Jury reassessing death penalty for 1983 murders BALTIMORE COUNTY

October 30, 1992|By Glenn Small | Glenn Small,Staff Writer

For the second time in eight years, Baltimore County prosecutors are trying to convince a jury that Vernon L. "Shorty" Evans Jr. should die for the 1983 contract murders of a federal witness and a bystander at the Warren House Motor House Hotel in Pikesville.

Yesterday in Circuit Court in Towson, a jury of eight women and four men heard opening statements from a prosecutor who said that Evans, 42, deserves the death penalty, and a public defender who said that life in prison would be punishment enough.

A Worcester County judge overturned Evans' death sentence last year. The judge ruled that the sentencing form used by Evans' first jury was invalid. The decision was in line with a mid-1980s Supreme Court case but did not affect Evans' 1984 murder conviction.

John Cox, an assistant state's attorney, said yesterday that when Evans walked into the Warren House Motel's lobby on April 28, 1983, he was there to execute two federal witnesses scheduled to testify against a drug dealer named Anthony Grandison.

Evans had been promised $9,000 to do the job.

Carrying a Mac-11 machine-gun pistol with silencer, Evans fired bursts into Scott Piechowicz, the motel manager, and Mr. Piechowicz's sister-in-law, Susan Kennedy. Six bullets hit Mr. Piechowicz, four others struck Miss Kennedy, whom Evans killed by mistake. He had thought she was her sister, Cheryl Piechowicz, who was off that day, said Mr. Cox.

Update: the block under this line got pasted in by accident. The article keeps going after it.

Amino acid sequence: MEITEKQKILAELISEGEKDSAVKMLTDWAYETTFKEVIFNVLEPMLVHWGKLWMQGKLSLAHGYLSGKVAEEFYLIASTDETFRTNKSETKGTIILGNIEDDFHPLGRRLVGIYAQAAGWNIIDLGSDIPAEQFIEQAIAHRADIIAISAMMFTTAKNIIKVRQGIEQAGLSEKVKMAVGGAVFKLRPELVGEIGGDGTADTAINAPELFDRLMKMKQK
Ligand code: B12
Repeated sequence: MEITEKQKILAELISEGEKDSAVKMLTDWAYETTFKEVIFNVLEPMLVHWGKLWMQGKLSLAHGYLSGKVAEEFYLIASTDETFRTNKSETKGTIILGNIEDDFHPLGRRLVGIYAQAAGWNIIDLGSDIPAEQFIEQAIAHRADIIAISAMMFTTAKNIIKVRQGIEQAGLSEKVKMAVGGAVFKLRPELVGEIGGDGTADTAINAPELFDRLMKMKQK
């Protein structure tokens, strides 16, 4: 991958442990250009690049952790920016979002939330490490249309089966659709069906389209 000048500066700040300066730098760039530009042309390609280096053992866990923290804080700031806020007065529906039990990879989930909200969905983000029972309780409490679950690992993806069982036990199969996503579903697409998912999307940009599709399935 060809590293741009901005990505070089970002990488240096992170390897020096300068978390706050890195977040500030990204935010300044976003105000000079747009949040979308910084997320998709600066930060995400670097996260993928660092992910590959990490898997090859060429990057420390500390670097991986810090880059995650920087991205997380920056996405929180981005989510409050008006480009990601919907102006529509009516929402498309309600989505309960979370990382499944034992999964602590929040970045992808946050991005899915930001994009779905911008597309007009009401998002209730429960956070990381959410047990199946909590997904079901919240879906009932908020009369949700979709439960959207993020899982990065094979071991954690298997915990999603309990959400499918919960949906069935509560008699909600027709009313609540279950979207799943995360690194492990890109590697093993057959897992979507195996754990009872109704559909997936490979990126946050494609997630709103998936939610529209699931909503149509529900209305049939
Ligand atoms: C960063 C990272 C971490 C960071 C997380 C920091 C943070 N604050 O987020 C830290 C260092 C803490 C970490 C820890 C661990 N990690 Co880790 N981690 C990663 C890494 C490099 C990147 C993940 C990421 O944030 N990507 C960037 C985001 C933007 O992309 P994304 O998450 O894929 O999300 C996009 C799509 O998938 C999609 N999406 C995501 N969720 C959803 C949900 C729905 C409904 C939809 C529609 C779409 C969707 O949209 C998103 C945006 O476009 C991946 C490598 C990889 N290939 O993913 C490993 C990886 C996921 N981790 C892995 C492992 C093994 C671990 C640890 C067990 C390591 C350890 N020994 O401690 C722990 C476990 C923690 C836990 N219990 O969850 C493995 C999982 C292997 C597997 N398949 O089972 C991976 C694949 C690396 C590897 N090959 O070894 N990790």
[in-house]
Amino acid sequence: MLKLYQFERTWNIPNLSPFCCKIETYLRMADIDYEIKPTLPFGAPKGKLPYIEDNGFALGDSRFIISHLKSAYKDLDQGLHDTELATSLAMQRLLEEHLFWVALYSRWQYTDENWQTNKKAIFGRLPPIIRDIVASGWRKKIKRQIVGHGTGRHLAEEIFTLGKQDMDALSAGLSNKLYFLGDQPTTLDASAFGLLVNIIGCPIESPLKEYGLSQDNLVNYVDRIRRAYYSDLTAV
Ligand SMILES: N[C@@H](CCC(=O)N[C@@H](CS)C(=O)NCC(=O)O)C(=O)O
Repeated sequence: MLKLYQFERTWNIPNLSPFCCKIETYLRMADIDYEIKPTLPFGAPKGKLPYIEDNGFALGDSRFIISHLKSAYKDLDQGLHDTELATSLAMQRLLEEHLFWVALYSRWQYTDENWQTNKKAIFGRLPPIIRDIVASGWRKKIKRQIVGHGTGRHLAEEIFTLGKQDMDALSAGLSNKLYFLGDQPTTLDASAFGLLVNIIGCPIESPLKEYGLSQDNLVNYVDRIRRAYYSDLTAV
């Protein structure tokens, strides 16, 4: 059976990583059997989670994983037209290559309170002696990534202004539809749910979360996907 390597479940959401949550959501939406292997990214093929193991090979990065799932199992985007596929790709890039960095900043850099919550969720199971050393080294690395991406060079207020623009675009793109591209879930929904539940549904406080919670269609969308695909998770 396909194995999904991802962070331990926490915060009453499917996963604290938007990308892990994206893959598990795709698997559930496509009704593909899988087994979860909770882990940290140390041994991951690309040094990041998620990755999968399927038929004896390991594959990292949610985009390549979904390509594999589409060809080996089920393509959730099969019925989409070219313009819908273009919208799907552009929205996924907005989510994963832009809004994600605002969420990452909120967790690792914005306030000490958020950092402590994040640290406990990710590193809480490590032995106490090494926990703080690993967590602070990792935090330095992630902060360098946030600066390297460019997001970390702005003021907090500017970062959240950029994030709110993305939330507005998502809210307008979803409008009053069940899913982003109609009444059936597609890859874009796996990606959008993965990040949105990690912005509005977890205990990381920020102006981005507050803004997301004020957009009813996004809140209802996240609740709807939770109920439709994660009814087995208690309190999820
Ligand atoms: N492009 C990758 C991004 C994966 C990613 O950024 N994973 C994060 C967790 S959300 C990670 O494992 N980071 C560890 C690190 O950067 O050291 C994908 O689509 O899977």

The prosecutor described the contract killing of a federal witness and an innocent bystander as "such an affront to the [justice] system itself that it must be addressed" by imposing the death

penalty.

Sally Chester, an assistant public defender representing Evans, told the jury that, while there is no excuse for her client's act, the jury would hear of things to mitigate his crimes.

In death-penalty sentencing hearings, jurors are asked to weigh the crime's aggravating nature against evidence presented in the defendant's favor.

Mrs. Chester said her client, who has spent the last eight years in a federal prison in Illinois, has behaved himself and even acted as a calming influence on other inmates.

Once, she said, Evans was stabbed by an inmate he was teaching to read. Evans did not retaliate, thereby setting a good example for other inmates, said Mrs. Chester.

Also to his credit, Mrs. Chester said, her client blames no one but himself for committing the murders. He doesn't blame his father or mother, who raised him in a Christian household.

Drug abuse "put him in the clutches of the true monster in this case, Anthony Grandison," she said.

"When Vernon Evans got into drugs, ladies and gentleman, he didn't wade into the pool, he dove into the pool."

Mrs. Chester also said, "There is ample punishment here, ample, severe, harsh, very severe punishment available in this case." Evans could be sentenced to two life terms, if he is not given the death penalty.

"Don't let anyone coerce you or bully you to think that that is not punishment, because it is," said Mrs. Chester.

Grandison, who promised to pay Evans to eliminate the witnesses against him, was convicted of engineering the murder plot and is currently on Maryland's death row.

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